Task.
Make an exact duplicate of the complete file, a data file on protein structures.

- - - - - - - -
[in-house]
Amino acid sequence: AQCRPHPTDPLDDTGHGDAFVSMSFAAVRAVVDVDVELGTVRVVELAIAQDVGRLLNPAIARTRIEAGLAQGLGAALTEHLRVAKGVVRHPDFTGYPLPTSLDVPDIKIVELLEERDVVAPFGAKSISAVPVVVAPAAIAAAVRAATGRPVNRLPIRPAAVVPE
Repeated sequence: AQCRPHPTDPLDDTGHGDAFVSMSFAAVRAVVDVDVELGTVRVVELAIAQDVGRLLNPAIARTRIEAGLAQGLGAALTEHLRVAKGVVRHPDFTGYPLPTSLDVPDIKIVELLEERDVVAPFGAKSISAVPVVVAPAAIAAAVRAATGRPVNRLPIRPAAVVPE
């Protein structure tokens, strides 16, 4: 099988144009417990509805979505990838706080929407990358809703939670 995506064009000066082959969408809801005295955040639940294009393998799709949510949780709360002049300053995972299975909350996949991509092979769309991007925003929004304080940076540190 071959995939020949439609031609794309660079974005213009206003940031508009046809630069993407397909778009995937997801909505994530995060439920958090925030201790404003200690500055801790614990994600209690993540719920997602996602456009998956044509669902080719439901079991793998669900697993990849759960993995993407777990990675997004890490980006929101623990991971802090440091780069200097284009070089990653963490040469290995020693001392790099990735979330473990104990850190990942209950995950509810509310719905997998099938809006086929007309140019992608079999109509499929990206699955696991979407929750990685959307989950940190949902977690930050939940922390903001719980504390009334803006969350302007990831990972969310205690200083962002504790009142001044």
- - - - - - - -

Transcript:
[in-house]
Amino acid sequence: AQCRPHPTDPLDDTGHGDAFVSMSFAAVRAVVDVDVELGTVRVVELAIAQDVGRLLNPAIARTRIEAGLAQGLGAALTEHLRVAKGVVRHPDFTGYPLPTSLDVPDIKIVELLEERDVVAPFGAKSISAVPVVVAPAAIAAAVRAATGRPVNRLPIRPAAVVPE
Repeated sequence: AQCRPHPTDPLDDTGHGDAFVSMSFAAVRAVVDVDVELGTVRVVELAIAQDVGRLLNPAIARTRIEAGLAQGLGAALTEHLRVAKGVVRHPDFTGYPLPTSLDVPDIKIVELLEERDVVAPFGAKSISAVPVVVAPAAIAAAVRAATGRPVNRLPIRPAAVVPE
């Protein structure tokens, strides 16, 4: 099988144009417990509805979505990838706080929407990358809703939670 995506064009000066082959969408809801005295955040639940294009393998799709949510949780709360002049300053995972299975909350996949991509092979769309991007925003929004304080940076540190 071959995939020949439609031609794309660079974005213009206003940031508009046809630069993407397909778009995937997801909505994530995060439920958090925030201790404003200690500055801790614990994600209690993540719920997602996602456009998956044509669902080719439901079991793998669900697993990849759960993995993407777990990675997004890490980006929101623990991971802090440091780069200097284009070089990653963490040469290995020693001392790099990735979330473990104990850190990942209950995950509810509310719905997998099938809006086929007309140019992608079999109509499929990206699955696991979407929750990685959307989950940190949902977690930050939940922390903001719980504390009334803006969350302007990831990972969310205690200083962002504790009142001044």